Look but don’t touch in paradise

I’ve recorded how I came to Ferry/Bowie-inspired British music at the nadir of its popularity: the early nineties. In the summer of 1996, I swallowed a beer and performed ABC’s “The Look of Love” at karaoke. Every mirror move I’d rehearsed in three years came on cue. The crowd loved it, I must admit. IContinue reading “Look but don’t touch in paradise”

Linda Ronstadt forced from singing by Parkinson’s: a couple thoughts

Linda Ronstadt’s seventies output — a series of albums starting with 1974’s Heart Like a Wheel that made her the biggest female rock star in the world — is uneven as hell but over the years I’ve come to love Simple Dreams, bits of Hasten Down The Wind, and a few singles that aren’t studiedContinue reading “Linda Ronstadt forced from singing by Parkinson’s: a couple thoughts”

Hot 100 Top Ten Singles 8/9/2003

1. Beyonce ft. Jay-Z – Crazy in Love 2. Chingy – Right There 3. Ashanti – Rock Wit U (Awww Baby) 4. Lil’ Kim ft 50 Cent – Magic Stick 5. Matchbox 20 – Unwell 6. Lumidee – Never Leave You (Uh Oooh, Uh Oooh) 7. 50 Cent – P.I.M.P. 8. Black-Eyed Peas – WhereContinue reading “Hot 100 Top Ten Singles 8/9/2003”

Twenty years ago today: Top ten 8/14/93

These songs made the Hot 100 top ten twenty years ago: 1. UB40 – Can t Help Falling In Love (From “Sliver”) 2. Tag Team – Whoomp! (There It Is) 3. SWV – Weak 4. The Proclaimers – I’m Gonna Be (500 Miles) 5. Onyx – Slam 6. Jodeci – Lately 7. Tony Toni ToneContinue reading “Twenty years ago today: Top ten 8/14/93”

Robert Palmer: a chameleon’s chameleon

Robert Palmer was one of my first musical crushes. Before Bryan Ferry did in 1993, Palmer fascinated me with the distance between his exquisite surface and the exquisite surfaces he presented as music. He had pipes, looks, smarts (I still giggle at Palmer squeezing “You’re obliged to conform” into the bridge of “Simply Irresistible”), andContinue reading “Robert Palmer: a chameleon’s chameleon”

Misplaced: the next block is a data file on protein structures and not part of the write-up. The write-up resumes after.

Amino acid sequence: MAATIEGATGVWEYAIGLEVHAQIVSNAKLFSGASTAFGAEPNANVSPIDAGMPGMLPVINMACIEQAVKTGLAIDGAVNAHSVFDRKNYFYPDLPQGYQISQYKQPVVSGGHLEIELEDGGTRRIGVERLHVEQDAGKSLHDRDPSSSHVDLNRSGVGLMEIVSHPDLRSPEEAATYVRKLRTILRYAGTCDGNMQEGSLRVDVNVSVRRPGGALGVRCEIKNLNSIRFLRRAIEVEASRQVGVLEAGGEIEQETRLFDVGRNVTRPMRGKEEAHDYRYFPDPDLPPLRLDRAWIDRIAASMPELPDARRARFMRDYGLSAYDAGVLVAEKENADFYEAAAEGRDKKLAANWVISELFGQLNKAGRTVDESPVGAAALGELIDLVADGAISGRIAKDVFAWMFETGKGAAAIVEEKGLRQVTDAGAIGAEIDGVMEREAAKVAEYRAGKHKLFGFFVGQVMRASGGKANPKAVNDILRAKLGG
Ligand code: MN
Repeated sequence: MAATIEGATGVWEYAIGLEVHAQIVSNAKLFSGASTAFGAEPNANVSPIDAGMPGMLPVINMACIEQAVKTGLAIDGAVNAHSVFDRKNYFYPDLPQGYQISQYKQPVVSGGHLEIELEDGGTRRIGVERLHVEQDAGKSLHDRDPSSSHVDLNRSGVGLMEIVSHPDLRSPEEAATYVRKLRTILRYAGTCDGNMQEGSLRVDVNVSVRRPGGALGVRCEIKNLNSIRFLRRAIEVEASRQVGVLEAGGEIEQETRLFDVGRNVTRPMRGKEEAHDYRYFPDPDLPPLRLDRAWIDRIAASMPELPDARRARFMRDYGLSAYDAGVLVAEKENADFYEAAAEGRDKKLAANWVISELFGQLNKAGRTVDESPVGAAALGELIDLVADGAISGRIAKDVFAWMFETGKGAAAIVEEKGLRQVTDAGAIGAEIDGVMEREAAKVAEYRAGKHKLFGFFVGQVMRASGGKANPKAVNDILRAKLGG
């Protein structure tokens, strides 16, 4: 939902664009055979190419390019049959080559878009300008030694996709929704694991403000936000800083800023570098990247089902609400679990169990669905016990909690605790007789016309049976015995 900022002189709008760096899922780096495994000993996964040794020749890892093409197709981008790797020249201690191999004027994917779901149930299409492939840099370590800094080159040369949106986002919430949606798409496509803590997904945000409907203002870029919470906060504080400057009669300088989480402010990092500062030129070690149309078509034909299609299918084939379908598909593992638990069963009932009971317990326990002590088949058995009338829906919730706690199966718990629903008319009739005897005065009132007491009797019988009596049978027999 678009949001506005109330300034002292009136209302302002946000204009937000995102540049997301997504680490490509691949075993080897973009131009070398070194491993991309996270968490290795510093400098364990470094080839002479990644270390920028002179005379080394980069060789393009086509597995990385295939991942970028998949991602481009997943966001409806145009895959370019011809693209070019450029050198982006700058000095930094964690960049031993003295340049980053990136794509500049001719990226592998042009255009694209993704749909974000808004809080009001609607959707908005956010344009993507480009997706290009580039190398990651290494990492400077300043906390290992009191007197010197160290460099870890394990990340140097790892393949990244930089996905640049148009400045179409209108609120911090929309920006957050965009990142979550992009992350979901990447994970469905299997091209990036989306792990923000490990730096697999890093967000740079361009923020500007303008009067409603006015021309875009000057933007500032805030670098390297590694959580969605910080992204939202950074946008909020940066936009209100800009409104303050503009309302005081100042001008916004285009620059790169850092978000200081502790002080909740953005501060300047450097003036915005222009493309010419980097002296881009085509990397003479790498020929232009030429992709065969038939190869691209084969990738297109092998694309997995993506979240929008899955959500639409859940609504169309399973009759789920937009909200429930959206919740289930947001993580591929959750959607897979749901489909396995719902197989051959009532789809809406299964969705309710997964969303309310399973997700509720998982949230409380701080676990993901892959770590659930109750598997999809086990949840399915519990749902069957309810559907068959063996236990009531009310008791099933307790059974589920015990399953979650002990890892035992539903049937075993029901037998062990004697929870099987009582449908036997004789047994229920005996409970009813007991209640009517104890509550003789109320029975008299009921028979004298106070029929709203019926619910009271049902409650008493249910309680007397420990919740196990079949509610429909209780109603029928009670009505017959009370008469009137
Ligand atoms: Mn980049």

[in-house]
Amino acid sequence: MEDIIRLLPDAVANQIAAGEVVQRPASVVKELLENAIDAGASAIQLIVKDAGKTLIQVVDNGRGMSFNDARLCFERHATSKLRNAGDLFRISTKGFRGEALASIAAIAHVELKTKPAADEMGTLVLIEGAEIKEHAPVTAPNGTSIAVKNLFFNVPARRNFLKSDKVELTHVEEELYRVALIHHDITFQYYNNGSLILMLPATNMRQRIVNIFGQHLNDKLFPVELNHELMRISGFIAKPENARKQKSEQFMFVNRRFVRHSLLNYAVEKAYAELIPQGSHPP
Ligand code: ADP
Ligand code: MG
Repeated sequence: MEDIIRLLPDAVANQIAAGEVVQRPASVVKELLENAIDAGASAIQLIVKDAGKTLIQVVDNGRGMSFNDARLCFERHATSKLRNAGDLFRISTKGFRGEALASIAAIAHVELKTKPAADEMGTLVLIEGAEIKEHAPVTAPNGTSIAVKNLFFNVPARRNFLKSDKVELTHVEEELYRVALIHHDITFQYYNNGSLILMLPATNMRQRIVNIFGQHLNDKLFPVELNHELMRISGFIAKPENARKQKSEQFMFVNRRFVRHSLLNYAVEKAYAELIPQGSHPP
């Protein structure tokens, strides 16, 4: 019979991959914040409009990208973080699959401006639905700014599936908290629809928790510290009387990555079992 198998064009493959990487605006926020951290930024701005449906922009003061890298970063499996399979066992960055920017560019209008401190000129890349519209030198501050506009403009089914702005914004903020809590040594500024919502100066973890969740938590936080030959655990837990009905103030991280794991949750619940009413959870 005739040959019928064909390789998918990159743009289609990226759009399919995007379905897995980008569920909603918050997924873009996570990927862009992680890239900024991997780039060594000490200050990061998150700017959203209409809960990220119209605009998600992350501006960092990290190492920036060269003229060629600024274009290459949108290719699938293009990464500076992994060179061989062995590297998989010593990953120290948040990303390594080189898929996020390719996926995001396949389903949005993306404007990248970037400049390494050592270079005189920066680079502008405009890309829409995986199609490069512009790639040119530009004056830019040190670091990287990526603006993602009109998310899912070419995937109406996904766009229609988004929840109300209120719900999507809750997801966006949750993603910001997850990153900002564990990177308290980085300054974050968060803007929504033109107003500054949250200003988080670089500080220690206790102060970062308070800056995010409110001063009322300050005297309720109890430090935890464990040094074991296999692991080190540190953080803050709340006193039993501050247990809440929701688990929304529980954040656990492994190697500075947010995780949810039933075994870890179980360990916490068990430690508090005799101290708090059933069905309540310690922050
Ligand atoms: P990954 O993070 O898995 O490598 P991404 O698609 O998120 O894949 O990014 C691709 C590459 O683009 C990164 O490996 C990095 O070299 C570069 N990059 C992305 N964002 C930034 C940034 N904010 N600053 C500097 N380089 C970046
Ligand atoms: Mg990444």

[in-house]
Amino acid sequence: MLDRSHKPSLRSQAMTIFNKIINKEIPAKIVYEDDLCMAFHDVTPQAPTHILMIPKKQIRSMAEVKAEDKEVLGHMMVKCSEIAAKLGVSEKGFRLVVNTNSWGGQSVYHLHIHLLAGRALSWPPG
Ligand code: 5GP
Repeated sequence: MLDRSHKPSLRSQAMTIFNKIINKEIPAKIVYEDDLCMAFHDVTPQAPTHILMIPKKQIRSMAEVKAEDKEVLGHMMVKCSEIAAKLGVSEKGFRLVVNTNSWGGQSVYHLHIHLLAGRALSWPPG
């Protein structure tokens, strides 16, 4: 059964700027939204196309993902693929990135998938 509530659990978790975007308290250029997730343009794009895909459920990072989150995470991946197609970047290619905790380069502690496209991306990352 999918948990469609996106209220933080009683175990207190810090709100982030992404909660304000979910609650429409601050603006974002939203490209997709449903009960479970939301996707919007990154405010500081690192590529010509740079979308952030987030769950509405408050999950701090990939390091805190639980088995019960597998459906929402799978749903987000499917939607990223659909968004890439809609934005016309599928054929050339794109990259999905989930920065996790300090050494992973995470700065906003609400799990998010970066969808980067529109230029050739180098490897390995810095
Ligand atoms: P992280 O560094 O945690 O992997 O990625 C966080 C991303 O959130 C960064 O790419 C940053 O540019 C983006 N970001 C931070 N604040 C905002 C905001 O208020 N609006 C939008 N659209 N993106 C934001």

Fans are gonna pay for your crashed car: the glitz of U2’s “Zooropa”

Rob’s essay on Zooropa clashes with my understanding of history: Zooropa may have confounded fans, but it was of a piece with Achtung Baby, with which it shares sonic affinities. The outlier is Pop, by any standard a flop in America: number one on career momentum, sure, but one top ten single that tumbled outContinue reading “Fans are gonna pay for your crashed car: the glitz of U2’s “Zooropa””

I’m a lengthy monologue: Iggy Pop’s New Values

Phil Freeman, one of my favorite rock critics, reexamines Iggy Pop’s New Values, released in 1979 after Ig’s Bowie collaborations and on which he writes almost every song himself as if to prove he can do things himself. I bought it recently. The surprise was seeing Tom Petty and the Heartbreakers sideman Scott Thurston playingContinue reading “I’m a lengthy monologue: Iggy Pop’s New Values”

Yoko’s approximately infinite world of sound

Skeptics of Yoko Ono’s power to hold musical interest — quite a few remain, alas — are directed to Approximately Infinite Universe. This 1973 album, boasting John Lennon on guitar, is the closest Ono, well, approximated studio rock verities until Double Fantasy, 1980’s collaboration with John. 

Break, break, break away those ties: Savage

Gleeful, acerbic, at times leaden, Savage is Eurythmics’ best record after 1983’s Sweet Dreams (Are Made of This). What support I hope to rally will probably number in the half dozen; outside the ghetto of eighties radio the duo just aren’t popular these days (inspect the devastating comments on Tom Ewing’s Freaky Trigger entry forContinue reading “Break, break, break away those ties: Savage”

I’ll write for you: Bryan Adams

Tom has a go at Bryan Adams’ laboriously titled (Everything I Do) I Do It For You,” which spent sixteen weeks at Number One in England — an unsurpassed record. Adducing his good sportsmanship and dedication, he listens to it sixteen times and posts his reactions. His conclusions? “I still find it quite hard toContinue reading “I’ll write for you: Bryan Adams”

Patrick Bateman, step away from my laptop.

I would not have thought it possible that No Jacket Required would sound like a sparkling pop album in 2010. The paradigm for the Sparkling Pop Album has shifted in favor of youth. Part of NJR’s charm is listening to a dorky never-been having fun with sampling keyboards, a mixing board, effects pedals, and aContinue reading “Patrick Bateman, step away from my laptop.”